Gerry Patrick Hemming

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Person.png Gerry Patrick Hemming   SpartacusRdf-entity.pngRdf-icon.png
(soldier, pilot, spook)
Gerry Patrick Hemming.jpg
BornMarch 1, 1937
Died29th January, 2008 (Age 70)
Founder ofInterpen
Member ofInterpen

Gerry Patrick Hemming was a US spook and soldier who worked for the US deep state. He was a member of Operation 40.

Early background

Hemming was born in Los Angeles, California on March 1, 1937, one of eleven children. He attended El Monte Union High School in California before joining the United States Marine Corps in 1954. He left the Marines in October 1958 and the following year traveled to Cuba where he gave help to Fidel Castro and his revolutionary forces. In January 1959 Hemming reports that he met Lee Harvey Oswald at the Atsugi Naval Air Station in Japan, and complained that Oswald boasted too much about his inside knowledge.[citation needed]

JFK Assassination

Full article: John F. Kennedy/Assassination

In 1961 Hemming established Interpen, or Intercontinental Penetration Force, a group of anti-Castro guerrillas who trained at No Name Key in the early 1960s.[1] Hemming came into contact with many of the Operation 40 members and other spooks associated with the JFK assassination.

MLK Assassination

Full article: Martin Luther King/Assassination

FBI files show that Gerry Hemming told agents in March 1968 that someone had offered to pay him to kill Martin Luther King.[1]

Hemming and Lee Harvey Oswald

Victor Marchetti wrote in 1978 that Hemming was Lee Harvey Oswald's case officer at then-secret NAF Atsugi.[2] Gerry Hemming has granted long interviews with several writers working on the assassination of John F. Kennedy. These include Anthony Summers (Conspiracy), Noel Twyman (Bloody Treason) and John M. Newman (Oswald and the CIA). Some researchers believe that a combination of Interpen members and anti-Castro Cubans were involved in the assassination of John F. Kennedy. This included Hemming, James Arthur Lewis, Roy Hargraves, Edwin Collins, Steve Wilson, David Sanchez Morales, Herminio Diaz Garcia, Tony Cuesta, Eugenio Martinez, Virgilio Gonzalez, Felipe Vidal Santiago and William "Rip" Robertson.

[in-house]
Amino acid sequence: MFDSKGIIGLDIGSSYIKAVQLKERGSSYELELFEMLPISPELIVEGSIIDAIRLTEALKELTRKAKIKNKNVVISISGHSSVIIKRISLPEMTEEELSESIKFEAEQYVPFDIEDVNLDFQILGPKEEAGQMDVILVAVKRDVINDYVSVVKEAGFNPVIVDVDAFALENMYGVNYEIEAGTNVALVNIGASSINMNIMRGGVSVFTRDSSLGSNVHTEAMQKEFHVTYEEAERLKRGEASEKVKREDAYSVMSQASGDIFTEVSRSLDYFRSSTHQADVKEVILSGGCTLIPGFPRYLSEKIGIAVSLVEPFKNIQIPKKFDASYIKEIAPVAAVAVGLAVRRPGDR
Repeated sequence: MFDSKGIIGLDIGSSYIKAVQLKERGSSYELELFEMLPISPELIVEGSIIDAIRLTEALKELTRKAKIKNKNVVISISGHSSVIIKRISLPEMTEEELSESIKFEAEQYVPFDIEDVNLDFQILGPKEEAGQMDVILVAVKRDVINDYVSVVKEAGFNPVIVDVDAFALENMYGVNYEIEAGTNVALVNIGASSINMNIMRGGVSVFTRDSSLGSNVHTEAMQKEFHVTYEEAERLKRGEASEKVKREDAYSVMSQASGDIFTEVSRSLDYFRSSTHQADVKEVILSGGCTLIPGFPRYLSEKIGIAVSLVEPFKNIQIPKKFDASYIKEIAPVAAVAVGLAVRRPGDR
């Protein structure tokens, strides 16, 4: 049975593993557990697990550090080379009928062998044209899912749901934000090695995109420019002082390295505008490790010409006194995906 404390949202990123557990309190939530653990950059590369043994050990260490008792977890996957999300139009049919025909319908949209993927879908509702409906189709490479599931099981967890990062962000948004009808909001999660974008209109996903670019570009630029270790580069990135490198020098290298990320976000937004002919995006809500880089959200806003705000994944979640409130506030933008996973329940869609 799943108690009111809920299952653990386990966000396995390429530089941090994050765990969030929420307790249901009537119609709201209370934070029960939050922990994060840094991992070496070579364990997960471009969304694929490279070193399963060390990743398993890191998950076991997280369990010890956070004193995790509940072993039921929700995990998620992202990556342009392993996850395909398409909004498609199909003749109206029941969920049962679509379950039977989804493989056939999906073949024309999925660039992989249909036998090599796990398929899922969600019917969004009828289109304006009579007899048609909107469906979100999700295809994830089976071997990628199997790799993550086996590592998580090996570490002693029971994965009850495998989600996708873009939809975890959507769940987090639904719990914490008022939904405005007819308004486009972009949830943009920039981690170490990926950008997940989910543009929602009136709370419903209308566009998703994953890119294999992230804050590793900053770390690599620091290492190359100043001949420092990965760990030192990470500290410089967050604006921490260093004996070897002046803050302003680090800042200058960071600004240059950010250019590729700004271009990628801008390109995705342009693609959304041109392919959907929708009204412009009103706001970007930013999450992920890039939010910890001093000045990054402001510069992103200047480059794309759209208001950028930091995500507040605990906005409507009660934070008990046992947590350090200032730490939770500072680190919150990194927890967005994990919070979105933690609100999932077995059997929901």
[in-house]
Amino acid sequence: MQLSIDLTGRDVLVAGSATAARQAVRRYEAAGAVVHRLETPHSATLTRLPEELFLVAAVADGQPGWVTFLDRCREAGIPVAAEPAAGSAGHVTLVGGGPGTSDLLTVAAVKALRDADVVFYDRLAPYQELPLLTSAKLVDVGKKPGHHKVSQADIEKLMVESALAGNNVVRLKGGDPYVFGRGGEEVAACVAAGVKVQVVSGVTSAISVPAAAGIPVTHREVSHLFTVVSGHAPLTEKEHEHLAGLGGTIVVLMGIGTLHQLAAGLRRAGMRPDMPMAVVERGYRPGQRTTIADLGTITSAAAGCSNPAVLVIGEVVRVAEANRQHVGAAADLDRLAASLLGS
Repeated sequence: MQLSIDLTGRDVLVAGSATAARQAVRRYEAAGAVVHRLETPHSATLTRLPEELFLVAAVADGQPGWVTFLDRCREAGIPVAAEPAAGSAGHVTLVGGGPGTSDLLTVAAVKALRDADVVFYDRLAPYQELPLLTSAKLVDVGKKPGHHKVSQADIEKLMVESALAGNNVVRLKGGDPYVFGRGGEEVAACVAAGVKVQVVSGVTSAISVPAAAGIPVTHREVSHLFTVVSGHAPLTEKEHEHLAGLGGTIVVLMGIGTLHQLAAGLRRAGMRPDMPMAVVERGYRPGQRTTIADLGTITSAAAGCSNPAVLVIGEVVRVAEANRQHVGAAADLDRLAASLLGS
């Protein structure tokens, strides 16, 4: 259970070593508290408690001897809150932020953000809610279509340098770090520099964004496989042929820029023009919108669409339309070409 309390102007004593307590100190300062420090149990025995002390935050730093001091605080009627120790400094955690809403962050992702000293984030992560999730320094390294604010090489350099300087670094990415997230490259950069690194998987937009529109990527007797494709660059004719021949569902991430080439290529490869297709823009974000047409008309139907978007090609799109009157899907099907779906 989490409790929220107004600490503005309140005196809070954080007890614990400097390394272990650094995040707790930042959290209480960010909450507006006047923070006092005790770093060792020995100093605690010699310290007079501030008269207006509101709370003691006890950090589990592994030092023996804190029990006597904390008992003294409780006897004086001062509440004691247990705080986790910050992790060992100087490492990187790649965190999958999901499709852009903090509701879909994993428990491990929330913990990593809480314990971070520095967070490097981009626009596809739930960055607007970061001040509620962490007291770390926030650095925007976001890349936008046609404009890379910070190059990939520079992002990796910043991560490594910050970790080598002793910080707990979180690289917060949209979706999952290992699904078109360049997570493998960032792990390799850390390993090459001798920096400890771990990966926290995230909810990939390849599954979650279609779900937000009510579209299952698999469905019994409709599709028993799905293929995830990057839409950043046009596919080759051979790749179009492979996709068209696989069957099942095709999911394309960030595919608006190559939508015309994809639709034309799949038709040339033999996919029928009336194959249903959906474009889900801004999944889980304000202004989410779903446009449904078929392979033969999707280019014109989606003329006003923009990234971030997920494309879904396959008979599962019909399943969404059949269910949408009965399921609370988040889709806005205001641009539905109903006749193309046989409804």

Arms trading

Gerry Hemming was arrested on August 23, 1976 for the illegal transfer of a silencer and drug smuggling. It seems that this was the point that he began talking about his past work with the CIA. He told one reporter: "All of a sudden they're accusing me of conspiracy to import marijuana and cocaine. Hey, what about all the other things I've been into for the last 15 years, lets talk about them. Let's talk about the Martin Luther King thing, let's talk about Don Freed, Le Coubre, nigger-killers in bed with the Mafia, the Mafia in bed with the FBI, and the goddamn CIA in bed with all of them. Let's talk about all the people I dirtied up for them over the years."

Drug trafficking

Hemming was convicted by a Miami jury of conspiracy to import marijuana. In 1978 he was sentenced to six months in prison by U.S. District Judge William M. Hoeveler, but was released on appeal bond and the conviction was later overturned.

On April 14, 1980, Hemming was arrested and charged with drug trafficking. He was held on $200,000 bond in Palm Beach County, Florida. He claimed that he had not smuggled Quaaludes, but was establishing his bona fides with drug traffickers so he could penetrate their networks. Hemming told Alan J. Weberman that he was working for Mitchell Werbell III and Lucien Conein. Hemming was sentenced to 35 years in prison with a minimum mandatory sentence of three years but the conviction was later overturned on appeal.


  1. a b
  2. The Spotlight (August 14, 1978 issue)